We define the match rate for a pair of images as twice the number of successful matches divided by the sum of the total number of keypoints detected in each image. Using SIFT features on our matching image corpus, the average match rate was , with a small positive correlation with total keypoint number. When we relaxed the proximity test to 8 pixels, the average match rate increased to ; when we tightened it to 2 pixels, the average match rate decreased to . With KAZE features and the 4-pixel proximity cut-off, the average match rate was , 2.3 times higher than with SIFT.

To improve our match rates, we continued to use KAZE features and expanded the parameters of the initial search performed by BFMatcher.kNNmatch() to return the top nearest neighbors in descriptor space, typically with . In of cases the nearest neighbor passed the (4-pixel) proximity test; in the remaining cases we searched for the next-closest match that passed. We repeated this search procedure, reversing the role of the two images, and performed the cross-check described above. This approach increased the average match rate to . Results of these match tests are summarized in Fig. 2 and in Table I.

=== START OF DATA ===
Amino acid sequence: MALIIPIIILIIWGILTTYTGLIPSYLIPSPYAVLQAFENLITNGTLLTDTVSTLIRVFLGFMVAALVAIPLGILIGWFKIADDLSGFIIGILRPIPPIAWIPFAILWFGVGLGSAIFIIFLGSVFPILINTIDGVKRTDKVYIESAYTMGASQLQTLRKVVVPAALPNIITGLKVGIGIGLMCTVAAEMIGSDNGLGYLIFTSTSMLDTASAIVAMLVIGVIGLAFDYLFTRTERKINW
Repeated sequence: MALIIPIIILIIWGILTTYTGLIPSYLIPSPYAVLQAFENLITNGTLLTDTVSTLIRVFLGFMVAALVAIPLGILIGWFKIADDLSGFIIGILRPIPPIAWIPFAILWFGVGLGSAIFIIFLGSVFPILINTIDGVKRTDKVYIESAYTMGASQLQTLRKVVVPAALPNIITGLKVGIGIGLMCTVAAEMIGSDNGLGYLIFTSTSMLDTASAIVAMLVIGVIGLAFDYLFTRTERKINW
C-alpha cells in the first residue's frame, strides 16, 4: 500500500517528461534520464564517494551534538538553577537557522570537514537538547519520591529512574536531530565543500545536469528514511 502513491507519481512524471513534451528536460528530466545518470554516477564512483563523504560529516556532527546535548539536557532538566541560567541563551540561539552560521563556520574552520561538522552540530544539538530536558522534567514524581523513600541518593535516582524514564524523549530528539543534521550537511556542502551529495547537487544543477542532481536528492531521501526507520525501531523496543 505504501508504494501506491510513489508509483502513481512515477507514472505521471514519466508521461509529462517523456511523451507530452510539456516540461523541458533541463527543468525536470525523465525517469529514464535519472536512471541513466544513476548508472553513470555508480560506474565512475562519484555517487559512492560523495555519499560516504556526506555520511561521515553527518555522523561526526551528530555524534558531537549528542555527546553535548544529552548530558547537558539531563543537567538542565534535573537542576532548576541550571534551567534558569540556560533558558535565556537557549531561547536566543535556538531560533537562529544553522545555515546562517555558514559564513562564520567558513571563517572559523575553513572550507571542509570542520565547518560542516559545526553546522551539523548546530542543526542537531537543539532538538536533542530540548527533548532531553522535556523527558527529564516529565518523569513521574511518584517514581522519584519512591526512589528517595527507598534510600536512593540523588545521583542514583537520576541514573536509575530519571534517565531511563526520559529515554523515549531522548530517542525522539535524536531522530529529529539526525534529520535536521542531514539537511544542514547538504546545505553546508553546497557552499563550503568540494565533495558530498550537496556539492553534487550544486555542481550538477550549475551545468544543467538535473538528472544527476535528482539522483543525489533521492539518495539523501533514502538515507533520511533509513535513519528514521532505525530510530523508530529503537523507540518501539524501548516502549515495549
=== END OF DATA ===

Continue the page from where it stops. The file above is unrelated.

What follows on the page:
Fig. 2:

Match rates across the matching image corpus for different matching procedures, all of which employ the OpenCV function BFMatcher.knnMatch(), a fixed 4-pixel proximity test, and the forward-backward cross-check described in the text. Blue: SIFT features. Green: KAZE features. Red: KAZE features with kNN matching (

SIFT, 4-pixel proximity text, cross-check